I think we focus on this one issue because it seems cut and dry, black and white, and we know we can’t be on the wrong side if we’re against murdering babies, right? So if we’re against murdering babies, and Jesus is against murdering babies, then me and Jesus must be on the same side, so Jesus must be a Republican!
But the truth is, abortion is just a symptom of a much bigger problem. Yes, Jesus probably isn’t a fan of abortions. But he’s also not a fan of young, teenage girls who are disowned by their family for getting pregnant and feel they have no other choice. I think Jesus is also not a fan of a mother of 5 who can’t have more than a part time job because she can’t afford child care and doesn’t think she can afford to have a sixth child because she has no one to help her feed her family.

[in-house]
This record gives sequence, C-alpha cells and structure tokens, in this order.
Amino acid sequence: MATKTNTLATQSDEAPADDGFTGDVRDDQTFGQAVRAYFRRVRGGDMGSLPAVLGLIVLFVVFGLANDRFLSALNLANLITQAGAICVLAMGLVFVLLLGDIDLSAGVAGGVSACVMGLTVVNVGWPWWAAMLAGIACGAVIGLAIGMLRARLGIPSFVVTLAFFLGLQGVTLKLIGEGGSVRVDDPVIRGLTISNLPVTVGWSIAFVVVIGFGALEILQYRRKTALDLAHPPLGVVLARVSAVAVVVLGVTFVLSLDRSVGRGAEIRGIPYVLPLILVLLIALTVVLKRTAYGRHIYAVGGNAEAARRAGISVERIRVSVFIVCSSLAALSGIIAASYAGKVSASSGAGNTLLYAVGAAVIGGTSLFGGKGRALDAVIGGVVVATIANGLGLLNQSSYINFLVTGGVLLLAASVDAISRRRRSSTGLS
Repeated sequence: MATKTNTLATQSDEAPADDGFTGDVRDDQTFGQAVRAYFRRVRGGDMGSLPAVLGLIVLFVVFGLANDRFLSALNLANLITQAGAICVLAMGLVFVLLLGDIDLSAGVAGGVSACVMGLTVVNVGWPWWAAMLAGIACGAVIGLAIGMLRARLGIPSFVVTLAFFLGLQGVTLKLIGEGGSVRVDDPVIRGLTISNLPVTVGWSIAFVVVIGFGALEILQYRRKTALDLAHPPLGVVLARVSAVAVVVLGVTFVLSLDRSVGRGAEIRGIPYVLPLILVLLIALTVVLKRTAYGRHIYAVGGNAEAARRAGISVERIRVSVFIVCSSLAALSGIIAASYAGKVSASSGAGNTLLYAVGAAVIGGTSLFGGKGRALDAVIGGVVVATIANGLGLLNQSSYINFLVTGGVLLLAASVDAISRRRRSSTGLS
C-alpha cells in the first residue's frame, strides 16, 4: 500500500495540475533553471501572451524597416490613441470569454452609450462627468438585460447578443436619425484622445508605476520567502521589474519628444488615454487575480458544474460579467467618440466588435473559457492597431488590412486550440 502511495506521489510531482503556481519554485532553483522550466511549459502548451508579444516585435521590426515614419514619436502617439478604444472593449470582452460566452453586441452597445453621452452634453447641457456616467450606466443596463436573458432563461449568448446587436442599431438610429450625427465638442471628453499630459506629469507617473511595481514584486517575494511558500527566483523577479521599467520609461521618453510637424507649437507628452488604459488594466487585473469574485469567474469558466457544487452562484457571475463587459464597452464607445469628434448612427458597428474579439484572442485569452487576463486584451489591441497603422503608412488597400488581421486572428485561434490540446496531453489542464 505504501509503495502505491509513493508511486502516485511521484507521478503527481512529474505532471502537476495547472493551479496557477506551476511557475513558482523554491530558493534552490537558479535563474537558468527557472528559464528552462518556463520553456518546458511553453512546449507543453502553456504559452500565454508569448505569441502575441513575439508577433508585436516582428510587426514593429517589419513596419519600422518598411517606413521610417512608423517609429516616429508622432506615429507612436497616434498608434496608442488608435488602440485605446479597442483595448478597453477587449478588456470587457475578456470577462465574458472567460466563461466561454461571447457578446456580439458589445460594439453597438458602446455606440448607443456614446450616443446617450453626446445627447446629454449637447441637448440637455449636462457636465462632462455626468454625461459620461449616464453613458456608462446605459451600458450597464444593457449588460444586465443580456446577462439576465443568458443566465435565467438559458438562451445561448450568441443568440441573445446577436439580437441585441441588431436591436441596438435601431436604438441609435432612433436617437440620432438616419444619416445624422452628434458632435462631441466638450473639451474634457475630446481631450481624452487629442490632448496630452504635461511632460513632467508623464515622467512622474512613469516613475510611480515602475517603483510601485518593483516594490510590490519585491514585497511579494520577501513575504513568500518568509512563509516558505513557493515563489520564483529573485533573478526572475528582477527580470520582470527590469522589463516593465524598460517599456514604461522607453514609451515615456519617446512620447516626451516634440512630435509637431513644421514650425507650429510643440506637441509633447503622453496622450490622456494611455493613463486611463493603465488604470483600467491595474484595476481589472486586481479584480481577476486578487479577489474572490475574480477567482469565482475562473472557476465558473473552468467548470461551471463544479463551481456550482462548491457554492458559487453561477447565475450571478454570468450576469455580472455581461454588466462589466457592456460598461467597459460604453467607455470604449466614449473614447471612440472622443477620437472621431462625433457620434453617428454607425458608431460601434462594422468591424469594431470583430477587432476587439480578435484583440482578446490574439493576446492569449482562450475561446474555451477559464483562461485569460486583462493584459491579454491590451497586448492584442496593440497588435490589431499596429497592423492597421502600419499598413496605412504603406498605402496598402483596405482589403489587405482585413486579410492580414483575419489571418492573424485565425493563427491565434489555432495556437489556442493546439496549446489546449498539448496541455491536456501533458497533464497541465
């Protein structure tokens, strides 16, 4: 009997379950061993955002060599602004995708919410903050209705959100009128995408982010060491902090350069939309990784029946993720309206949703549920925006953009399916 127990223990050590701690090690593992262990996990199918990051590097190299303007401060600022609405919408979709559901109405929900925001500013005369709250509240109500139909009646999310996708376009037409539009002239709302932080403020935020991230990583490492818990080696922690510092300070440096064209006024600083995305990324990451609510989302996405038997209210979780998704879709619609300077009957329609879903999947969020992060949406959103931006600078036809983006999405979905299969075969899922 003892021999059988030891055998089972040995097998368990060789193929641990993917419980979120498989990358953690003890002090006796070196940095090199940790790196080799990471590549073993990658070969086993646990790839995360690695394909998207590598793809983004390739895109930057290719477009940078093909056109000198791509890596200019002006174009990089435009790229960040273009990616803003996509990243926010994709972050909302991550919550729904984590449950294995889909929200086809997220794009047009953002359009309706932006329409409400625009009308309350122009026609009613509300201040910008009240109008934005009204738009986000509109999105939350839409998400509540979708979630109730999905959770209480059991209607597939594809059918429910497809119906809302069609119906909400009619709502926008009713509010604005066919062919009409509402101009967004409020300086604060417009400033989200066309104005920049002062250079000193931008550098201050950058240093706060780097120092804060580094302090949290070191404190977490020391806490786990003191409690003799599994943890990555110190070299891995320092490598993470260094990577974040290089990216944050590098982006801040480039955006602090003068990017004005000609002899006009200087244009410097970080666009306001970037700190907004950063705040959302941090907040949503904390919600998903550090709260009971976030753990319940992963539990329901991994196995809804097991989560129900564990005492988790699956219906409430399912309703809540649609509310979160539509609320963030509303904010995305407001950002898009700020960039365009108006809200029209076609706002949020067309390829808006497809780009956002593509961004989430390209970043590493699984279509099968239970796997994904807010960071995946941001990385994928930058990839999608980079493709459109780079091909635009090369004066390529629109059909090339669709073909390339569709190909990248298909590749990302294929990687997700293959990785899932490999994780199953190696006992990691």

At this point you’re probably thinking, “Well, if they hadn’t had sex in the first place they wouldn’t be in these positions. Abstinence is key!”
That would be awesome if it was that easy. Abstinence would indeed fix a lot of these issues. But how can you punish these women for faltering on issues you’ve also faltered on before? Maybe you haven’t, but I’m sure you know someone who has had sex outside of marriage, had an affair, made a mistake. Should these women be punished and shamed because they made the same mistakes you have but don't have the same knowledge or resources?